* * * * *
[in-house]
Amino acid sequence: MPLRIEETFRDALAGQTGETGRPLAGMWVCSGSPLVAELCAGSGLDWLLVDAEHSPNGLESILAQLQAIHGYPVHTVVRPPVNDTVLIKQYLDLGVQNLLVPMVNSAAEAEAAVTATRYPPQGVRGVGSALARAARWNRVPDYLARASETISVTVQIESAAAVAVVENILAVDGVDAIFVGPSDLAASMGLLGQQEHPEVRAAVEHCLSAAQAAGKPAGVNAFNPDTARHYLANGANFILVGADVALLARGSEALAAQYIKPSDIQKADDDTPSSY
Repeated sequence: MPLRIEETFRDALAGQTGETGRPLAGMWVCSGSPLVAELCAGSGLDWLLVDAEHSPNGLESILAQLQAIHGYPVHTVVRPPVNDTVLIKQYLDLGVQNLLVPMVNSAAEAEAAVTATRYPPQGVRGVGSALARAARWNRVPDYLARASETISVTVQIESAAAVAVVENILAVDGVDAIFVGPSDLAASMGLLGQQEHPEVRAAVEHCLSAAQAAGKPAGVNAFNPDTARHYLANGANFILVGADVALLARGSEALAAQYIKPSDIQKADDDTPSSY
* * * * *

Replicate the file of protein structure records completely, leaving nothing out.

[in-house]
Amino acid sequence: MPLRIEETFRDALAGQTGETGRPLAGMWVCSGSPLVAELCAGSGLDWLLVDAEHSPNGLESILAQLQAIHGYPVHTVVRPPVNDTVLIKQYLDLGVQNLLVPMVNSAAEAEAAVTATRYPPQGVRGVGSALARAARWNRVPDYLARASETISVTVQIESAAAVAVVENILAVDGVDAIFVGPSDLAASMGLLGQQEHPEVRAAVEHCLSAAQAAGKPAGVNAFNPDTARHYLANGANFILVGADVALLARGSEALAAQYIKPSDIQKADDDTPSSY
Repeated sequence: MPLRIEETFRDALAGQTGETGRPLAGMWVCSGSPLVAELCAGSGLDWLLVDAEHSPNGLESILAQLQAIHGYPVHTVVRPPVNDTVLIKQYLDLGVQNLLVPMVNSAAEAEAAVTATRYPPQGVRGVGSALARAARWNRVPDYLARASETISVTVQIESAAAVAVVENILAVDGVDAIFVGPSDLAASMGLLGQQEHPEVRAAVEHCLSAAQAAGKPAGVNAFNPDTARHYLANGANFILVGADVALLARGSEALAAQYIKPSDIQKADDDTPSSY